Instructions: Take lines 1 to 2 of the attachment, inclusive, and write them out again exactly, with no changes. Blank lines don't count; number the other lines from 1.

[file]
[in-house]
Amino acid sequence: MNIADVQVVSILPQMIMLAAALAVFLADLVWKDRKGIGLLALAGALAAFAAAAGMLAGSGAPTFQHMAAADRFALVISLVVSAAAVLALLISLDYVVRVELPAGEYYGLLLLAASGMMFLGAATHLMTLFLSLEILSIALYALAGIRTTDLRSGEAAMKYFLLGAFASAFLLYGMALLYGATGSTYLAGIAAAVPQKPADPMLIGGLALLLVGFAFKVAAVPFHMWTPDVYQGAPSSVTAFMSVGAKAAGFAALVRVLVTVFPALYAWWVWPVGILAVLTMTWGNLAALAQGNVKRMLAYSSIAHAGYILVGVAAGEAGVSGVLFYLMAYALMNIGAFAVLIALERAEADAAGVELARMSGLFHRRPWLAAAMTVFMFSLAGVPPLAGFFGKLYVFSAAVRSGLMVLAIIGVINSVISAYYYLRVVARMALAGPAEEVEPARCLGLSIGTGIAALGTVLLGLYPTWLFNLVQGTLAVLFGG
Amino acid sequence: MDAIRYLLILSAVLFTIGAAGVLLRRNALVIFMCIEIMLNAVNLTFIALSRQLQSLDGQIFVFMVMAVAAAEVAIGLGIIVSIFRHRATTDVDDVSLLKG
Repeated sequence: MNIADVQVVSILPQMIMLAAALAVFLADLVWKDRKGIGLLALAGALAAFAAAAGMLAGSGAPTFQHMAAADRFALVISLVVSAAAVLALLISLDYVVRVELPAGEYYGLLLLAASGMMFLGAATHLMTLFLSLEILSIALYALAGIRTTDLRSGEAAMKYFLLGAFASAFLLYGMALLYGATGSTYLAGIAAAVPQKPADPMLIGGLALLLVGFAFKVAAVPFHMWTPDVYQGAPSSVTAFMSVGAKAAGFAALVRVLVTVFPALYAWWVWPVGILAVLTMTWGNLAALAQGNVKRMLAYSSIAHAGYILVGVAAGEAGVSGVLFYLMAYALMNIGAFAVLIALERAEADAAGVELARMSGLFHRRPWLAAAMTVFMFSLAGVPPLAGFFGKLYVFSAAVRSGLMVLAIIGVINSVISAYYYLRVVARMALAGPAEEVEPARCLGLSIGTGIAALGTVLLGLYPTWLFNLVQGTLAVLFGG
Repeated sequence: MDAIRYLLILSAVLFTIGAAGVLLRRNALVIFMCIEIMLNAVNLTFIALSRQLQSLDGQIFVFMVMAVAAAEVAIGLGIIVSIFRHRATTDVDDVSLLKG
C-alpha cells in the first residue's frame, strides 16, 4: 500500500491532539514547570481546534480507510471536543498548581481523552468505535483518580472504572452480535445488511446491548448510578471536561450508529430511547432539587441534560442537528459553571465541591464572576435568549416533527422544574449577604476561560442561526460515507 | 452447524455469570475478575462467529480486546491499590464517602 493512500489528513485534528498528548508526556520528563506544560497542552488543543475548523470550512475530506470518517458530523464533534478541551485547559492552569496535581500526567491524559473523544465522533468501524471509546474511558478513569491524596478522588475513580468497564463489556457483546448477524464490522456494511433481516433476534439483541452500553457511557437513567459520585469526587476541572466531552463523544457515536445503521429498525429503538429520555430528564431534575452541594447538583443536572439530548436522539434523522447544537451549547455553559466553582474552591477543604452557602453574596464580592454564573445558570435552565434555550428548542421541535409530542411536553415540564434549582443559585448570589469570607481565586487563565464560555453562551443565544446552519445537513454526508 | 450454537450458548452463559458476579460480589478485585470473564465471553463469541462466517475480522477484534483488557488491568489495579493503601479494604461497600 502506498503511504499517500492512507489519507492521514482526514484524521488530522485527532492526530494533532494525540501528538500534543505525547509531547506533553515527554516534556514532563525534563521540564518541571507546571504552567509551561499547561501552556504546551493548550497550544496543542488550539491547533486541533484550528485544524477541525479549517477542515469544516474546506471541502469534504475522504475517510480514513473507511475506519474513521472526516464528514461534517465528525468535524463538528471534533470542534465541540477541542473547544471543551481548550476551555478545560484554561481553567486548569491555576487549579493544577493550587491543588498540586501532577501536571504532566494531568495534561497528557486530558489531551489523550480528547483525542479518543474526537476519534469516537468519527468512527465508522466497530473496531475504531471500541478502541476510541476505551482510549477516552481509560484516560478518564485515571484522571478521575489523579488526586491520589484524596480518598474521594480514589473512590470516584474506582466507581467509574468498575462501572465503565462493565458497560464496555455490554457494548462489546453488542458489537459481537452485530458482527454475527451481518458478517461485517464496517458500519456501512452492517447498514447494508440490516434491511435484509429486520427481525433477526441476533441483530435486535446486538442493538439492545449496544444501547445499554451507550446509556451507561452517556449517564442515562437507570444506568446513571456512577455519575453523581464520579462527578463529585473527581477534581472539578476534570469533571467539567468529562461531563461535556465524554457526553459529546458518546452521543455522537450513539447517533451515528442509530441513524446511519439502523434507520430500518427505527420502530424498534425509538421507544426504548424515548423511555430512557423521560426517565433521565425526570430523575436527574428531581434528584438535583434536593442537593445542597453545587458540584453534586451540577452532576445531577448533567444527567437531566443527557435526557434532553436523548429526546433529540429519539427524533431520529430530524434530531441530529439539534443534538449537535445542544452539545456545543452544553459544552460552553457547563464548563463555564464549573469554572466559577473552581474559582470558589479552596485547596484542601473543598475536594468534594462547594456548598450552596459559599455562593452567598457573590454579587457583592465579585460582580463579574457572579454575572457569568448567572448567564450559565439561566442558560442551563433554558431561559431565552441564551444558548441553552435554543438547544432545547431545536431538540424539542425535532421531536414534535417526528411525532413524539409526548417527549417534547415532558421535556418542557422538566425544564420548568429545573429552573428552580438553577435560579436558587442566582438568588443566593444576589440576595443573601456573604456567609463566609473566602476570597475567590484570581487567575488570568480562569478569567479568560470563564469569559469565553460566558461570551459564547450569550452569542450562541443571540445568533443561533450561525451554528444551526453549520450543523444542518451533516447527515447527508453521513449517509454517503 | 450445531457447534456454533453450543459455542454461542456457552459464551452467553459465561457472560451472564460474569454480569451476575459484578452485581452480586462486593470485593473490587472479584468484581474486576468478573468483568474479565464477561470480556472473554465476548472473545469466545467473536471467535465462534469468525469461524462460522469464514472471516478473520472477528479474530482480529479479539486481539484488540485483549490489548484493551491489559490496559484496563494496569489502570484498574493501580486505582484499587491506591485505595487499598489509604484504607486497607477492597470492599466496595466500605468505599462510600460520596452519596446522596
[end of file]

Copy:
[in-house]
Amino acid sequence: MNIADVQVVSILPQMIMLAAALAVFLADLVWKDRKGIGLLALAGALAAFAAAAGMLAGSGAPTFQHMAAADRFALVISLVVSAAAVLALLISLDYVVRVELPAGEYYGLLLLAASGMMFLGAATHLMTLFLSLEILSIALYALAGIRTTDLRSGEAAMKYFLLGAFASAFLLYGMALLYGATGSTYLAGIAAAVPQKPADPMLIGGLALLLVGFAFKVAAVPFHMWTPDVYQGAPSSVTAFMSVGAKAAGFAALVRVLVTVFPALYAWWVWPVGILAVLTMTWGNLAALAQGNVKRMLAYSSIAHAGYILVGVAAGEAGVSGVLFYLMAYALMNIGAFAVLIALERAEADAAGVELARMSGLFHRRPWLAAAMTVFMFSLAGVPPLAGFFGKLYVFSAAVRSGLMVLAIIGVINSVISAYYYLRVVARMALAGPAEEVEPARCLGLSIGTGIAALGTVLLGLYPTWLFNLVQGTLAVLFGG